The following procedure was used to synthesize ligand having the structure L1. To a solution of chlorodipyrrolyphosphine (4.4 mmol, 0.87 g) in THF (10 mL) was added dropwise triethylamine 1 mL and a solution of tetraol (1 mmol, 0.218 g) in THF (5 mL) at room temperature. Tetraol was synthesized according to Lindsten, G.; Wennerstroem, O.; Isaksson, R., J. Org. Chem. 1987, 52, 547-54, and chlorodipyrrolyphosphine was prepared according van der Slot, S. C.; Duran, J.; Luten, J.; Kamer, P. C. J.; van Leeuwen, P. W. N. M. Organometallics 2002, 21, 3873-3883. Triethylamine.HCl salts were formed immediately after the addition. The reaction mixture was stirred for 6 h at room temperature. The triethylamine.HCl salts were then filtered off and the solvent was removed under vacuum. The crude product was purified by flash chromatography on basic aluminum oxide eluted with hexane/EtOAc/NEt3 (6:1:0.01) to produce ligand L1 (0.31 g, 36%) as a air-stable colorless solid. 1H NMR (300 Hz, CDCl2) δ 7.23 (t, 2H, J=8.3 Hz), 6.68 (m, 20H), 6.21 (m, 16H); 13C NMR (90 Hz, CDCl2) δ 152.86 (d, J=12.2 Hz131.0, 121.4 (d, J=16.8 Hz), 118.1, 115.3 (d, J=13.7 Hz), 112.7; 31P NMR (146 Hz, CDCl2) δ 107.3. HRMS (ES+) calcd. for C44H39N8O4P4 [MH+] 867.2045, found 867.2021.

Typical Hydroformylation Process

To a 2 mL vial with a magnetic stirring bar was charged the tetraphosphorus ligand L1 prepared in the previous example (3 μmol, 2.6 mg) and Rh(acac)(CO)2 (1 μmol, 0.1 mL of 10 mM solution in toluene). The mixture was stirred for 5 min. Then 2-octene (10 mmol, 1.56 mL) was added followed by decane (0.01 mL) as internal standard. The reaction mixture was transferred to an autoclave. The autoclave was purged with nitrogen for three times and subsequently charged with CO (5 bar) and H2 (5 bar). The autoclave was then heated to 100° C. (oil bath). After 12 h, the autoclave was cooled in icy water and the pressure was carefully released in a well ventilated hood. The reaction mixture was immediately analyzed by GC.

The remarkable regioselectivities using a multi-chelating tetraphosphorus ligand L1 for hydroformylation of styrene, 1-octene and 1-hexene are demonstrated in Table 1. Normally, styrene is a difficult substrate for achieving more than 2:1 ratio of linear to branched products when compared to bisphosphorous ligands of the prior art such as xantphos and UC-44. As shown in Table 1, the new tetraphosphorus ligands (Type A) such as LI is more selective hydroformylation ligand than the prior art bisphosphorous ligand (Type B). The reaction conditions included 0.1 mol % Rh(CO)2(acac) and ligand, reaction temperature 80° C. for 1 hour at 20 atm of CO and H2. These results indicate that tetraphosphorus ligands with multi-chelating coordination can be used to increase coordinating abilities of bisphosphine ligands. The regioselectivity with Type A is the highest reported to date.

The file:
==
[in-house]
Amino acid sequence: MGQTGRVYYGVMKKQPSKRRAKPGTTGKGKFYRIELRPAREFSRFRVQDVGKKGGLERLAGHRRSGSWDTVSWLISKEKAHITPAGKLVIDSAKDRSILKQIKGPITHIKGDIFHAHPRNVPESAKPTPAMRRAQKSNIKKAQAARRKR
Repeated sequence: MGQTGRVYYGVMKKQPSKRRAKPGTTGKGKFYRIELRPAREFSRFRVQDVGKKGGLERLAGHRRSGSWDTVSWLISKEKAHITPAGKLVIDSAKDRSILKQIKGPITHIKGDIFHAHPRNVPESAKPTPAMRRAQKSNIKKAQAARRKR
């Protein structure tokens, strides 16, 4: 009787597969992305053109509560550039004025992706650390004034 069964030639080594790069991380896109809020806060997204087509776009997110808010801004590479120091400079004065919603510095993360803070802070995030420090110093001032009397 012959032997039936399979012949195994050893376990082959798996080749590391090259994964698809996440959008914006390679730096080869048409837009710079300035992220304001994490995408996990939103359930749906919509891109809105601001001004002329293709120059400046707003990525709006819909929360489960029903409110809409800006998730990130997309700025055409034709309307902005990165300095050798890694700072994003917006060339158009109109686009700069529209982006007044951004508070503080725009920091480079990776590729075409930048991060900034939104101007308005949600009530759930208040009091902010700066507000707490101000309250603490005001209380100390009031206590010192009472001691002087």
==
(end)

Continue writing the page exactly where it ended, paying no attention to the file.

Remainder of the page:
TABLE 1 Regioselective Hydroformulation of Alkenes Linear vs Branched ratio Ligand Styrene 1-octene 1-hexene   5:1 372:1 382:1 Type A (L1) 1.5:1  74:1  81:1 Type B

The results of hydroformylation of 2-hexene and 2-octene using the tetraphosphorus ligand (Type A) vs bisphosphorus ligand (Type B) to produce an aldehyde are summarized below in Table 2. In Tables 2 to 11 which follow, “n:i” is the ratio of linear aldehyde to branched aldehyde and “TOF” is turnover frequency (turnover per catalyst per hour). The tetraphosphorus ligands of the present invention produce higher “n:i” ratios than bisphosphorus ligands.

TABLE 2 Results of Hydroformylation of 2-Hexene and 2-Octene Time Yield of Linear TOF Substrate Ligand (h) Aldehyde n:i Selectivity (mol · h)−1 2-hexene tetraphos 1 17.0% 80.6 98.8%  1.7 × 103 2-hexene tetraphos 12 59.9% 56 98.2% 0.50 × 103 2-hexene bisphos 1 20.7% 15 93.8%  2.1 × 103 2-hexene bisphos 12 68.2% 13.5 93.1% 0.57 × 103 2-octene tetraphos 1 15.1% 51.7 98.1%  1.5 × 103 2-octene tetraphos 12 77.2% 38 97.4% 0.64 × 103 2-octene bisphos 1 23.0% 10.1   91%  2.3 × 103 2-octene bisphos 12 84.3% 5.5 84.6% 0.70 × 103

The hydroformylation conditions were S/C=10000, [Rh] is 0.69 mM (for 2-hexene) and 0.57 mM (for 2-octene), Ligand/Rh ratio is 3:1, reaction temperature is 100° C., CO/H2 is 5/5 atm, toluene is the solvent, and decane is the internal standard.

Table 3 below shows the results of hydroformylation of 1-hexene and 1-octene using the tetraphosphorus ligand (Type A) vs bisphosphorus ligand (Type B) to produce an aldehyde by a hydroformylation reaction.

TABLE 3 Results of Hydroformylation of 1-Hexene and 1-Octene Time Yield of Linear TOF Substrate Ligand (h) Aldehyde n:i Selectivity (mol · h)−1 Isomerization 1-hexene tetraphos 1 67.2% 382 99.7% 6.7 × 103 18.7% 1-hexene tetraphos 2 80.4% 380 99.7% 4.0 × 103 18.4% 1-hexene bisphos 1 79.3% 80.8 98.8% 7.9 × 103 12.2% 1-hexene bisphos 2 87.2% 78.1 98.7% 4.4 × 103 12.4% 1-octene tetraphos 1 68.6% 372 99.7% 6.9 × 103 15.3% 1-octene tetraphos 2 83.6% 369 99.7% 4.2 × 103 15.1% 1-octene bisphos 1 83.9% 74.1 98.7% 8.4 × 103   10% 1-octene bisphos 2 88.6% 69.4 98.6% 4.4 × 103 10.7%

The reaction conditions: S/C=10000, Rh concentration is 0.2 mM, Ligand/Rh ratio is 3:1, temperature is 80° C., CO/H2 is 10/10 atm, toluene is the solvent, and decane is the internal standard.